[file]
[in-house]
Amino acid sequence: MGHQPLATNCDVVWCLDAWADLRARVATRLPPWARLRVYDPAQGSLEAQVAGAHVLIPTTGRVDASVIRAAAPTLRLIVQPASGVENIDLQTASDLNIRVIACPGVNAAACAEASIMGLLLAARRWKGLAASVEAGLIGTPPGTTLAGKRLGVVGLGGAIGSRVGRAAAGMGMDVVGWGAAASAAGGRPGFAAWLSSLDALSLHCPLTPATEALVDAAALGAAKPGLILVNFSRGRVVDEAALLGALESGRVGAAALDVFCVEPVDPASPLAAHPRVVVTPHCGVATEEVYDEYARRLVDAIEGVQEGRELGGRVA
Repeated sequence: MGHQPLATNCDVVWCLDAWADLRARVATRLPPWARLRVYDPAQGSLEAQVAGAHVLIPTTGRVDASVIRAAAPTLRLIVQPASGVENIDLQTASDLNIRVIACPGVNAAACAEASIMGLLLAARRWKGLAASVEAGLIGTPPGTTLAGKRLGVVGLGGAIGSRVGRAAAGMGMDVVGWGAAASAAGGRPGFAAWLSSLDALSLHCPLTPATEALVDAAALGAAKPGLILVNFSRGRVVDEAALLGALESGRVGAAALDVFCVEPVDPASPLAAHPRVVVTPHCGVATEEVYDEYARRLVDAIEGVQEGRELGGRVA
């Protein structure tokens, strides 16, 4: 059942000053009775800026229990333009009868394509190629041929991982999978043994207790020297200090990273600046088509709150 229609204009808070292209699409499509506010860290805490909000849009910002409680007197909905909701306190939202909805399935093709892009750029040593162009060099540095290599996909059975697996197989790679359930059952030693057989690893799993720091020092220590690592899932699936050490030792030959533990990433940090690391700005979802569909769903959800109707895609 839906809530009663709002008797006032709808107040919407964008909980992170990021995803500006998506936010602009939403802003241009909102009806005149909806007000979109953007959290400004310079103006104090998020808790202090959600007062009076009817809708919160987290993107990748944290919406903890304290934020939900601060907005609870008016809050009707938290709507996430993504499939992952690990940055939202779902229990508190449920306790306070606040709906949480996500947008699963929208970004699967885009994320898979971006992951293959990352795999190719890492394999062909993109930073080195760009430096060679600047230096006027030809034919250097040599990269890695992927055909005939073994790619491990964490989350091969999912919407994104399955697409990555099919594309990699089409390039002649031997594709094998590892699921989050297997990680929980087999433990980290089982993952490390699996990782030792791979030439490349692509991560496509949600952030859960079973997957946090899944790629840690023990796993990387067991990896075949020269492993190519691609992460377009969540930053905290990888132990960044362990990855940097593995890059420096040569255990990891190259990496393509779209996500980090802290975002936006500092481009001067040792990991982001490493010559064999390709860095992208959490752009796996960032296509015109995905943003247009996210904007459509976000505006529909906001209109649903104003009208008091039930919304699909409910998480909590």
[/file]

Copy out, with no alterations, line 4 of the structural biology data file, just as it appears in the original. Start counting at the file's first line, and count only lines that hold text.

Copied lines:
């Protein structure tokens, strides 16, 4: 059942000053009775800026229990333009009868394509190629041929991982999978043994207790020297200090990273600046088509709150 229609204009808070292209699409499509506010860290805490909000849009910002409680007197909905909701306190939202909805399935093709892009750029040593162009060099540095290599996909059975697996197989790679359930059952030693057989690893799993720091020092220590690592899932699936050490030792030959533990990433940090690391700005979802569909769903959800109707895609 839906809530009663709002008797006032709808107040919407964008909980992170990021995803500006998506936010602009939403802003241009909102009806005149909806007000979109953007959290400004310079103006104090998020808790202090959600007062009076009817809708919160987290993107990748944290919406903890304290934020939900601060907005609870008016809050009707938290709507996430993504499939992952690990940055939202779902229990508190449920306790306070606040709906949480996500947008699963929208970004699967885009994320898979971006992951293959990352795999190719890492394999062909993109930073080195760009430096060679600047230096006027030809034919250097040599990269890695992927055909005939073994790619491990964490989350091969999912919407994104399955697409990555099919594309990699089409390039002649031997594709094998590892699921989050297997990680929980087999433990980290089982993952490390699996990782030792791979030439490349692509991560496509949600952030859960079973997957946090899944790629840690023990796993990387067991990896075949020269492993190519691609992460377009969540930053905290990888132990960044362990990855940097593995890059420096040569255990990891190259990496393509779209996500980090802290975002936006500092481009001067040792990991982001490493010559064999390709860095992208959490752009796996960032296509015109995905943003247009996210904007459509976000505006529909906001209109649903104003009208008091039930919304699909409910998480909590």